3.  Emotions Are a Part of the Process

That kind of passion and servitude can sometimes bring out the water works.  Several times throughout the movie, I looked over at my tenderhearted son, and saw giant tears rolling down his cheeks–both for the happy and sad parts.  (Of course, I was sobbing right along with him).  And I couldn’t help but think of how many times I’ve ridden the rollercoaster of emotions in my business as well.  There are days where you feel like nothing can stop you as you work on Could 9, and there are other times where you get stuck at what seem like insurmountable roadblocks that cause frustration, fear, and at times, tears.  But here is thing.  The emotions are what make the journey as vivid and as memorable as a Disney picture.  Sure, there are highs and lows, but it’s all because of the deep passion you have for your product or service.  And without the emotions behind the tears, it wouldn’t be nearly as exciting a ride.

4. Your Values are Tested

Before she died, Cinderella’s mother reminded her to “have courage and be kind.”  Despite being treated poorly and losing so much, Cinderella remained steadfast to her mother’s advice. Eventually, her commitment to those values would lead her to her happy ending.  And in the everyday grind, we as business owners inevitably will also encounter situations where we feel the tug to stray from our values.  It might be the lure of a new strategy here, a quick fix there, an unethical offer under the table, etc.  The slippery slope can be tempting and often easier.  But if you stick to the values that ring true for you, you’ll find yourself in a better place.  Have courage and be kind to yourself by always keeping your compass pointed at true north.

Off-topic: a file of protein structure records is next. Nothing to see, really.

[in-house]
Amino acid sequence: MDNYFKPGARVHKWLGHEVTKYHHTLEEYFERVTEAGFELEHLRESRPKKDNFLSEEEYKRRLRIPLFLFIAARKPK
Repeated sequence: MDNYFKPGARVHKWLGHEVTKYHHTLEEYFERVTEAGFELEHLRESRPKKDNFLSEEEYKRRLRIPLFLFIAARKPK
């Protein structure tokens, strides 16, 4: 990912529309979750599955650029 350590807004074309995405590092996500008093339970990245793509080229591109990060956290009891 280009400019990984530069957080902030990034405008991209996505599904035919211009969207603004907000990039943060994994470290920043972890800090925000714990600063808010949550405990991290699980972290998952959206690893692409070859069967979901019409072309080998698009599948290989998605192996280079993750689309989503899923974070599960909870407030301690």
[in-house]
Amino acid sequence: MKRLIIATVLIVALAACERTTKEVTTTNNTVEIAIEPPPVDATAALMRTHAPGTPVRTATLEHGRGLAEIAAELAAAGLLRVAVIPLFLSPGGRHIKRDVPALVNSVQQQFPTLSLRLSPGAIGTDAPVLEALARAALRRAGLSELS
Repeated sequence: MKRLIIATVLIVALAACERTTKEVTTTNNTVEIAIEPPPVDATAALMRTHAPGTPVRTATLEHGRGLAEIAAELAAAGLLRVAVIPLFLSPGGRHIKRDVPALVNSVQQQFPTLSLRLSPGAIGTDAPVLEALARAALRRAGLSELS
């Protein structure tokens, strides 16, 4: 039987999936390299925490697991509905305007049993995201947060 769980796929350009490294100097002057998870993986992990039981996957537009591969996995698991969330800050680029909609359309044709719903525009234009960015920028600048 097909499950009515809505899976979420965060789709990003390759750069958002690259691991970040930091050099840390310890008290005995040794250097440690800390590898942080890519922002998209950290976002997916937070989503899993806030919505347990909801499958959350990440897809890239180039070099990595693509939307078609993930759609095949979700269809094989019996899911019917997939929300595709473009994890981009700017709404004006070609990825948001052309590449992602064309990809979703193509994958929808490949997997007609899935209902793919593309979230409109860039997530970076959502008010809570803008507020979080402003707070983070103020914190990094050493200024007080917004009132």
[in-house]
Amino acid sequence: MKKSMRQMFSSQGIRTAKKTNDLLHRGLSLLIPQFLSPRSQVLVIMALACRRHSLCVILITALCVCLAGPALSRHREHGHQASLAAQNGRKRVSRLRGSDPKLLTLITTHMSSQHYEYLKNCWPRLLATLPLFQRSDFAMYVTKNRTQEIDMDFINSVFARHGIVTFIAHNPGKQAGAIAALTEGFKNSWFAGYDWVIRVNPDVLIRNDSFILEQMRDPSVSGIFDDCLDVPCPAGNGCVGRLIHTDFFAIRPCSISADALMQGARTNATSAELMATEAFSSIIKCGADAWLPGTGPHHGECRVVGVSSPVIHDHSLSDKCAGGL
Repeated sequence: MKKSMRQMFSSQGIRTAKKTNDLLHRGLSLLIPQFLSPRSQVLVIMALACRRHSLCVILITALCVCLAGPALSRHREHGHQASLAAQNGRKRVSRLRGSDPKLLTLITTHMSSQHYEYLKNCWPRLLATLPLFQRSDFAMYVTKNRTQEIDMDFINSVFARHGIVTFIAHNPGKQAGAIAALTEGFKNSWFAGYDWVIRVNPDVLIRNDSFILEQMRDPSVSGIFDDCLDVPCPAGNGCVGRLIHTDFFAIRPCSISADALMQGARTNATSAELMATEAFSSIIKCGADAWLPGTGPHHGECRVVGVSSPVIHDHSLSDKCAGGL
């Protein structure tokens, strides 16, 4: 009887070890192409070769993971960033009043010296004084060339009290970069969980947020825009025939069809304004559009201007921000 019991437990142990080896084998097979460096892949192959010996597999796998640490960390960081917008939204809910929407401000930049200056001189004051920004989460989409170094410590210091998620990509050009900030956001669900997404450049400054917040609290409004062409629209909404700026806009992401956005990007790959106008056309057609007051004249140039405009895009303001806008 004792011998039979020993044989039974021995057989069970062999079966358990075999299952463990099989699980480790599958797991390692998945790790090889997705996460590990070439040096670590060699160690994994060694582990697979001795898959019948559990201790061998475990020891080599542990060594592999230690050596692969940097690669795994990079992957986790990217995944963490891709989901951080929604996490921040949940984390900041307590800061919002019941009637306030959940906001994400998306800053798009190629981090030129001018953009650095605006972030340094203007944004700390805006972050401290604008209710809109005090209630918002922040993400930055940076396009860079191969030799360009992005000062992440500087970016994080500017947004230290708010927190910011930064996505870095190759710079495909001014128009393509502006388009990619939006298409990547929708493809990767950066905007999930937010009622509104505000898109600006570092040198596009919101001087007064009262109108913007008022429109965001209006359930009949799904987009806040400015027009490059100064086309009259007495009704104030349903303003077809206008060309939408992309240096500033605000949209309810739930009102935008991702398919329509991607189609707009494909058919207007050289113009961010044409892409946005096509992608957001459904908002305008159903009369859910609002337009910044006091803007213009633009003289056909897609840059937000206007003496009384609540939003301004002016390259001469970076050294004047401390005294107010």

5.  Who is Your Fairy Godmother?

Now, don’t get me wrong.  I’m pretty sure there aren’t any wand-waving fairies in business (at least my kind of business)!  But we all have them in our lives.  Just like in the movie, they may be disguised as bosses, colleagues, friends or neighbors, but they hold power, nonetheless.  Our fairy godmothers are mentors that can pick us up and dust us off when needed.  They are there in our lowest moments when we have self-doubt and we think there is absolutely no way to make magic happen in time for our royal opportunity.  They offer us a piece of advice, a pat on the back or some necessary tools to get the job done, but they are all around us if we stop and make time to look for them.